Due to the recent outbreak of rabies in Goshen County the following information has been posted by Goshen County Public Health to help you make the correct decisions if you would have possible exposure or encounter a sick animal.


  • What is rabies?

    Rabies is a serious disease. It is an animal disease that can be transmitted to humans. Rabies is deadly and can kill anyone who gets it.

  • How can I get rabies?

    People usually get rabies when they are bitten by an animal that has the virus. Animals that most often get rabies are wild animals, for example bats, skunks, raccoons, coyotes and foxes. Rabies can be transmitted to domestic animals, such as dogs and cats, if they are bitten by a rabid animal.

  • What does a rabid animal look like?

    Some things to look for:

    General sickness
    Problems swallowing
    Lots of drool or saliva (may seem to be foaming at the mouth)
    An animal that appears more tame than you would expect
    An animal that bites at everything
    An animal that is having trouble moving or may even be paralyzed

  • What should I do if I encounter a rabid animal?

    If you see an animal acting strangely, do not touch the animal, or try to confine it. Report it to animal control. In Goshen County, call Central Dispatch at 532-7001, and give the officer on duty a description of the animal’s behavior, its physical description, and the location where the animal can be found.

    Warn other people in the general vicinity to avoid contact with the animal and inform them that you reported it to Central Dispatch.

  • What should I do if I come across a dead animal?

    NEVER pick up or touch dead animals. The rabies virus may still be present in the saliva or nervous tissue, especially if the animal has been dead only for a short period of time. If you see a dead animal, call Central Dispatch at 532-7001 to report the location of the dead animal and to request the body be disposed of. If you should kill an animal suspected of having rabies, do not dismember nor dispose of the body. Do not let anyone else touch or move the body. Call Central Dispatch at 532-7001 to report the location of the dead animal and to request the body be disposed of.

  • What should I do if I have been exposed to rabies?

    Rabies can be transmitted to humans if the saliva of an infected animal gets into a fresh scratch, break in the skin, or contact with mucous membranes in the eyes, mouth, or nose. If you are bitten or scratched by a rabid animal, or by an animal you suspect may have rabies, wash the wound thoroughly with soap and warm water and see a doctor immediately. The doctor will determine if you need to be vaccinated.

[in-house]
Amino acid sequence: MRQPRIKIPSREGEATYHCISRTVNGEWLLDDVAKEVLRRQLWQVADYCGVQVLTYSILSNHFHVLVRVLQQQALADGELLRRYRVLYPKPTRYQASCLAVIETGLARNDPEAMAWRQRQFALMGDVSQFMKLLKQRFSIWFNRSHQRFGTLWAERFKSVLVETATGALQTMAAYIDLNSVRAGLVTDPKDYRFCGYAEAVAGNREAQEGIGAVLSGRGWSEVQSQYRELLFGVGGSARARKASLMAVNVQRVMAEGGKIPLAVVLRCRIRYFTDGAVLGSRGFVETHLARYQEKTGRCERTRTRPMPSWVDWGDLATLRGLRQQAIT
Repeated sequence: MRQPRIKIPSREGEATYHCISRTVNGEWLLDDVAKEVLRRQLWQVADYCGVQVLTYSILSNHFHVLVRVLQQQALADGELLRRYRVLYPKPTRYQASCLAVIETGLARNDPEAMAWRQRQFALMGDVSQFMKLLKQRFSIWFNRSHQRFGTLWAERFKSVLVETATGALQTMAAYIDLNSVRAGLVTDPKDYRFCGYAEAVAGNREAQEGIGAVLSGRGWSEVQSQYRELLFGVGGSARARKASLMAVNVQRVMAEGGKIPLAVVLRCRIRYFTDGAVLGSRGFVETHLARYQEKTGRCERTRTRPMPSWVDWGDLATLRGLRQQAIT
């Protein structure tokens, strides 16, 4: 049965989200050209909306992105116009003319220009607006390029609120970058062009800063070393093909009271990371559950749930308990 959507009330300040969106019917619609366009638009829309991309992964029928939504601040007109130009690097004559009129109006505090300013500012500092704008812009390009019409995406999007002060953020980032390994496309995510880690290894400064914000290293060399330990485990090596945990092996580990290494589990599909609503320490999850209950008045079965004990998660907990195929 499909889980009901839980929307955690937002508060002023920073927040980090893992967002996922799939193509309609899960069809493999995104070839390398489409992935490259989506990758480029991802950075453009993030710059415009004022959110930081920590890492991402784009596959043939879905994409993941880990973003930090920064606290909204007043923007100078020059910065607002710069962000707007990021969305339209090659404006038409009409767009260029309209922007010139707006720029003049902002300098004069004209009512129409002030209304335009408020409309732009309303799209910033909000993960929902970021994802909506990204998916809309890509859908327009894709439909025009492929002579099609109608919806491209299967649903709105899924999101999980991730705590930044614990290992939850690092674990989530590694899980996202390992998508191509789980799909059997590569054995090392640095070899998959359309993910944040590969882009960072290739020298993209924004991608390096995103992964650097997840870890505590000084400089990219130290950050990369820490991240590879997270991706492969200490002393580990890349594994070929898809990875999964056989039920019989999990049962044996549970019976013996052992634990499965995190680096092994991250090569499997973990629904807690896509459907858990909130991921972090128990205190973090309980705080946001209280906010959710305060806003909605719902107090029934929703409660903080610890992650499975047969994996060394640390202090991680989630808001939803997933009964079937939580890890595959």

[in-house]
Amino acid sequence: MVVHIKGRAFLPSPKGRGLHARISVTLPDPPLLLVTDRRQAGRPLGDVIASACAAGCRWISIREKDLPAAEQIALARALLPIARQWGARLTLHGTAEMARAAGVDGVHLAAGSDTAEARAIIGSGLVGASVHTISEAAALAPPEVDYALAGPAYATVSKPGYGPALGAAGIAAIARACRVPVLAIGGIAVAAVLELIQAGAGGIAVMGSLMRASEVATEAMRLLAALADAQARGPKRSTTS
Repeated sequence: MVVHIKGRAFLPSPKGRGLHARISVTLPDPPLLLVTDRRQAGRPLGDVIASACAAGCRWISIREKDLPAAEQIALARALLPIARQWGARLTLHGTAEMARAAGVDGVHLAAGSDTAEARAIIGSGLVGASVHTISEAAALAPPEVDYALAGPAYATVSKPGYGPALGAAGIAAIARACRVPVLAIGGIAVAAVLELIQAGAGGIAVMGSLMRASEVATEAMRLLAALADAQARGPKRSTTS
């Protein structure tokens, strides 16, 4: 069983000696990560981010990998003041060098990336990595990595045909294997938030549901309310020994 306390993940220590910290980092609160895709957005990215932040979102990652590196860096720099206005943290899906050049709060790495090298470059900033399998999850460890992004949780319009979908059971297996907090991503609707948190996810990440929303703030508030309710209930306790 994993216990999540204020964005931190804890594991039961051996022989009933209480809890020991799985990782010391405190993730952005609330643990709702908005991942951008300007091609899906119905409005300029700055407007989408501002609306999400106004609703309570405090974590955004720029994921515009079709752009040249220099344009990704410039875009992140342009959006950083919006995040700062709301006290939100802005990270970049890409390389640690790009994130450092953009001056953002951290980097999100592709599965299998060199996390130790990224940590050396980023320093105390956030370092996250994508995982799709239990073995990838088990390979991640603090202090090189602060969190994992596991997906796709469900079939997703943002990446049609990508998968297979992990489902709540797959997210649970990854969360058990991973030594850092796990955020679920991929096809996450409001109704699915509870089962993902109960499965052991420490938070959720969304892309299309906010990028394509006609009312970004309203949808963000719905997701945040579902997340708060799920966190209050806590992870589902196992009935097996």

• What can I do to prevent rabies?

    Keep your pets indoors. When a pet goes outside, make sure an adult is there to watch it and keep it safe.
    Do not feed or put water for your pets outside. These items may attract wild animals or stray cats and dogs to your yard. Rabies is transmitted by the saliva of rabid animals. If a rabid animal should eat or drink food and water intended for your pets, your pet may get rabies from the contaminated food and water.
    Secure garbage and empty food containers in a closed container with a tight fitting lid. Wild or stray animals that are hungry scavenge garbage cans for food.
    Teach your children to never handle unfamiliar animals, wild or domestic, even if they appear friendly.
    Avoid contact with unfamiliar animals. Enjoy wild animals from a distance. Do not handle, feed, or attract wild animals. Never adopt or bring wild animals into your home.

  • How can I protect my pet from rabies?

    Be a responsible pet owner. Keep rabies vaccinations up-to-date for all cats and dogs. Talk to your veterinarian about spaying or neutering your pet. This helps cut down on the number of unwanted and stray animals. These animals often do not have their rabies shot and are in close contact with wild animals, some of which may have rabies.

  • What should I do if I find a bat in my home?

    While most wild animals are found primarily outdoors, bats can sometimes fly into buildings. This includes your home and even the room where you sleep. If you see a bat in your home, confine the bat to the room it is in, then close the interior door and open any windows to permit its exit to the outdoors. The bat will probably leave soon. If not, approach it slowly, and when it lands place a box or coffee can over it. Then slide a thin piece of cardboard underneath the container to trap the bat inside. Tape the cardboard to the container securely. Then call Central Dispatch at 532-7001 to report information about the bat.